GAYAN, Afghanistan –
An aftershock took more lives Friday and threatened to pile even more misery on an area of eastern Afghanistan reeling from a powerful earthquake that state media said killed 1,150 people this week.
Wednesday’s magnitude 6 quake struck a remote, mountainous region already grappling with staggering poverty at a time when the country as a whole is spiraling deeper into economic crisis after many countries pulled back critical financing and development aid in the wake of the Taliban’s takeover.
That aid had been keeping the country afloat, and its withdrawal left millions unable to afford food and further strained already struggling medical facilities. Nearly half the population of 38 million cannot meet their basic food needs, while some civil servants, like doctors, nurses and teachers, weren’t paid for months because the Taliban government is unable to access frozen foreign reserves. Salary delays continue throughout the public sector.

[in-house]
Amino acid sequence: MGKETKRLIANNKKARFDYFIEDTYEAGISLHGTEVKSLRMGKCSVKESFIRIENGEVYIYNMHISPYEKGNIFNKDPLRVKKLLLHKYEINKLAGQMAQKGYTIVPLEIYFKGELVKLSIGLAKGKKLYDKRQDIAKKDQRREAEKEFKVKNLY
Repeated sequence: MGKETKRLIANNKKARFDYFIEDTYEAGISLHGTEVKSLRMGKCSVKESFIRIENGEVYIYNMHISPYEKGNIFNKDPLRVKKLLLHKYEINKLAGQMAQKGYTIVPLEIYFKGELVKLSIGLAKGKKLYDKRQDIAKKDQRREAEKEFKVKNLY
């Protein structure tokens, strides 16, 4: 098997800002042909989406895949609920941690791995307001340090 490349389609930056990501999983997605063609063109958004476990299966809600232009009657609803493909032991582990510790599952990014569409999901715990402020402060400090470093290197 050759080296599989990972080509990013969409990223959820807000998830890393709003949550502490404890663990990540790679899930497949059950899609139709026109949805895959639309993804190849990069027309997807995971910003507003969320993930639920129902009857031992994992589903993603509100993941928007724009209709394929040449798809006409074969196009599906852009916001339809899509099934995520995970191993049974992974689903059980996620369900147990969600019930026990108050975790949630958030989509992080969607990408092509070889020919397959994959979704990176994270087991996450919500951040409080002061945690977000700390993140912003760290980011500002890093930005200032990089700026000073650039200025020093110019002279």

Afghanistan’s international isolation is also complicating relief efforts since fewer aid organizations have a presence in the country, and many governments are wary of putting money in the Taliban’s hands.
Aid groups lament that means they have to pay local staff with bags of cash delivered by hand.
Aid organizations like the local Red Crescent and UN agencies like the World Food Program have sent food, tents, sleeping mats and other essentials to families in Paktika province, the epicenter of the earthquake, and neighbouring Khost province.
Still, residents appeared to be largely on their own to deal with the aftermath as their new Taliban-led government and the international aid community struggle to bring in help. The shoddy mountain roads leading to the affected…